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After Rooney came Howard Hughes. “I never loved him,” she said, adding that despite the generosity he showed her, paying for her dying mother’s medical care, he was also a racist. “Howard wouldn’t piss on a black man to put him out if he was on fire,” she said.

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Then, in 1945, she married Shaw ­ who’d also left his wife for her. But now Gardner was smoking three packs of Winstons a day and getting drunk constantly; she felt so intellectually insecure around her new husband that she finally took an IQ test.

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“He had me convinced that I was completely stupid,” Gardner said. “I didn’t have an enormous IQ, but I did have a high one.”

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One week after their first anniversary, Shaw dumped her for another woman.

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“The bastard broke my heart,” she said, and throughout her life she picked the wrong men. ­ including George C. Scott, who Gardner said would often drunkenly “beat the s–t out of me.”

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In 1951 she married Sinatra, who she later called the love of her life. Their relationship was famously tempestuous, and her best friend Turner ­ who’d also had affairs with Shaw and Sinatra ­ begged Gardner not to go through with it: “I’ve been there, honey,’ she told me. ‘Don’t do it!’ I should have listened to her.”

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Gardner had two abortions during her marriage to Sinatra, and a courtship that began with “fighting all the time, boozing and fighting,” ended the same way. They divorced in 1957, but remained close for the rest of their lives, and when Gardner pulled out of completing her memoirs, Evans suspected that Sinatra gave her the money she would have gotten for the book.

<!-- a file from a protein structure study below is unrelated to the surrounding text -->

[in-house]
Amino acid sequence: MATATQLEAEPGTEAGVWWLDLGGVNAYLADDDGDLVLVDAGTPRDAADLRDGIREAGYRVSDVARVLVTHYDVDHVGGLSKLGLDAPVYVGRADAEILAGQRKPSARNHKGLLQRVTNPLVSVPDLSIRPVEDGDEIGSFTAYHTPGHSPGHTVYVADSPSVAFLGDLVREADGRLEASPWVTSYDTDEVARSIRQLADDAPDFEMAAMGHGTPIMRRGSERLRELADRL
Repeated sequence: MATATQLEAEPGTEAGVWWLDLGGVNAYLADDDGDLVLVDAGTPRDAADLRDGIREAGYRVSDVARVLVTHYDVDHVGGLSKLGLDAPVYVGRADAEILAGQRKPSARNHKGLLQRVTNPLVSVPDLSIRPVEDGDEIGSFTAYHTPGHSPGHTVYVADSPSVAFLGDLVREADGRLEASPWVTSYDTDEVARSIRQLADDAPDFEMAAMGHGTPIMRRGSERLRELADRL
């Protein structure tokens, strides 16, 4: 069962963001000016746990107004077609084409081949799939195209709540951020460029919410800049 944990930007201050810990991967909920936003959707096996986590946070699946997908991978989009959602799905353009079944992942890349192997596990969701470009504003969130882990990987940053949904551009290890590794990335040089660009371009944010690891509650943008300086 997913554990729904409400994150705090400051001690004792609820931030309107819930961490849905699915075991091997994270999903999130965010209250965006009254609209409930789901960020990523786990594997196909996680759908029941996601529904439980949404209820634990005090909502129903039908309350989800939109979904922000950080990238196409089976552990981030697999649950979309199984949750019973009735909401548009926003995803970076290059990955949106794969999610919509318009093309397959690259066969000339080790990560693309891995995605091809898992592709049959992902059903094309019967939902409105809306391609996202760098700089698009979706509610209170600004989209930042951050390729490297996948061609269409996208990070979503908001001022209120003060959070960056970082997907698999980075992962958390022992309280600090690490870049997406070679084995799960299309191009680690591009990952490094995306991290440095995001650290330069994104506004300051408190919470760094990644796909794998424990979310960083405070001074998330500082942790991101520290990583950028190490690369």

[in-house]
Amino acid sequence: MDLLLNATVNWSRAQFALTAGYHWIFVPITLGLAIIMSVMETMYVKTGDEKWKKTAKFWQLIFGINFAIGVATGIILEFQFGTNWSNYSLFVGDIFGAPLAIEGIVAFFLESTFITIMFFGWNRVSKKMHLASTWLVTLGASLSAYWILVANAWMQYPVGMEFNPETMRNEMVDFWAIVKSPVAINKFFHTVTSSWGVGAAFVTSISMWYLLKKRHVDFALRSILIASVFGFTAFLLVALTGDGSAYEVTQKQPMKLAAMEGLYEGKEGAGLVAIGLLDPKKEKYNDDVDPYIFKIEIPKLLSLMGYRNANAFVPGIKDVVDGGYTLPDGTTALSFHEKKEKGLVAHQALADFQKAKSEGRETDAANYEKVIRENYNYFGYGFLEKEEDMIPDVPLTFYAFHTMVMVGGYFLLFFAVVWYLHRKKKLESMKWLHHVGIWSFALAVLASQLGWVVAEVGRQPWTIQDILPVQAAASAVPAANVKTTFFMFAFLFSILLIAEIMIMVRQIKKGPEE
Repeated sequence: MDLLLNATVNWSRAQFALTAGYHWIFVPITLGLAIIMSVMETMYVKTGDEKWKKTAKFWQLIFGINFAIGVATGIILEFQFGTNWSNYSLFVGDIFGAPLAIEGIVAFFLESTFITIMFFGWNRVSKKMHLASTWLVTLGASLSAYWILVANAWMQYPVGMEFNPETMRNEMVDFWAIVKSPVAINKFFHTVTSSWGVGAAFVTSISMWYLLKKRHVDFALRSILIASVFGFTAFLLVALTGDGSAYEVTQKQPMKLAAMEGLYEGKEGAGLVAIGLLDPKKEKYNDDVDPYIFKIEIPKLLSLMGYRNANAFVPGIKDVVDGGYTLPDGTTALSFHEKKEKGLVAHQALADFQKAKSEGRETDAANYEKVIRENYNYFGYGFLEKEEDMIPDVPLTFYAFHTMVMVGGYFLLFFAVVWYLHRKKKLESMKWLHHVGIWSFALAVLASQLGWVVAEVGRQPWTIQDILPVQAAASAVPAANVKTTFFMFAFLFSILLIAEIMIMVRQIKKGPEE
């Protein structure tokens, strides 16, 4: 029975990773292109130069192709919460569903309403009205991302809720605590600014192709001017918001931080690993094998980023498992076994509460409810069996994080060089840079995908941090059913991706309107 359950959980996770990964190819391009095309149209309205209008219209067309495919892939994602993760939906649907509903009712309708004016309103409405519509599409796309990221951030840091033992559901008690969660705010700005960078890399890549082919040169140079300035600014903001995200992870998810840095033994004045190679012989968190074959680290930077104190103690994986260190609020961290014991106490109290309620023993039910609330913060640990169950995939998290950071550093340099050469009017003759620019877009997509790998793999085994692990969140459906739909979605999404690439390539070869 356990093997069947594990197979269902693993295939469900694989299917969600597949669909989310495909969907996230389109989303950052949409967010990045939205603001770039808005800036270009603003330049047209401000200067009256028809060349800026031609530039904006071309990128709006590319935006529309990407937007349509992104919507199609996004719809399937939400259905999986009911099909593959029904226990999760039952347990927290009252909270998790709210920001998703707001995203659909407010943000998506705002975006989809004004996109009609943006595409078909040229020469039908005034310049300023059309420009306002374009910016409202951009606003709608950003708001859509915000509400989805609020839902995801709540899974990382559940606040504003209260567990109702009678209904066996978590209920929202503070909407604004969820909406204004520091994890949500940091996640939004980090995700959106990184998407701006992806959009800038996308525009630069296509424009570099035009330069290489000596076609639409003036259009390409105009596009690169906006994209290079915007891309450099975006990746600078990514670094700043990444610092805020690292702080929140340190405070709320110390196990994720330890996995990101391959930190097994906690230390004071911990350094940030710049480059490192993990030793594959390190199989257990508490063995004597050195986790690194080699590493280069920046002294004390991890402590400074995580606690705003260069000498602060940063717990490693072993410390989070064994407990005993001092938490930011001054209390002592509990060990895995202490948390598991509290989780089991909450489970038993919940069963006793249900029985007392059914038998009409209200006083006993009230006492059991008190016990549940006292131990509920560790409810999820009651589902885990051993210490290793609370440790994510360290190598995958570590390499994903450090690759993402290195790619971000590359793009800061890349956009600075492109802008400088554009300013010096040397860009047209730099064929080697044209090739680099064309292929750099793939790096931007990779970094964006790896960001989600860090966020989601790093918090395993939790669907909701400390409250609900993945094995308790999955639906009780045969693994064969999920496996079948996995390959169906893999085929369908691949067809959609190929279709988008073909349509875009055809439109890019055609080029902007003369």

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Her decision wasn’t a complete surprise to Evans; she would later say that when she was “pushing clouds around,” he could publish their book.

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She died in 1990, at 67, from pneumonia.

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mcallahan@nypost.com

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Mickey Rooney’s Grave

Posted by Allan Ellenberger on Apr 26th, 2014
2014
Apr 26

CELEBRITY GRAVES

Mickey Rooney’s grave at Hollywood Forever

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R.I.P Mickey

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Mickey Rooney in the 1930 Census

Posted by Allan Ellenberger on Apr 20th, 2014
2014
Apr 20

1930 CENSUS

Mickey Rooney in the 1930 Census

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762 N. Hoover Street

Los Angeles, California

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MICKEY ROONEY

1920-1914

Film Actor

Homer Macauley in The Human Comedy (1943)

Rent, $40

No Radio

Census taken on April 3, 1930

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HOUSEHOLD RESIDENTS*

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  1. Nell Yule (head), 31 / divorced / Kansas / Manager / Movie actor
  2. Joseph Yule Jr. (son), 8 / New York / Actor / Screen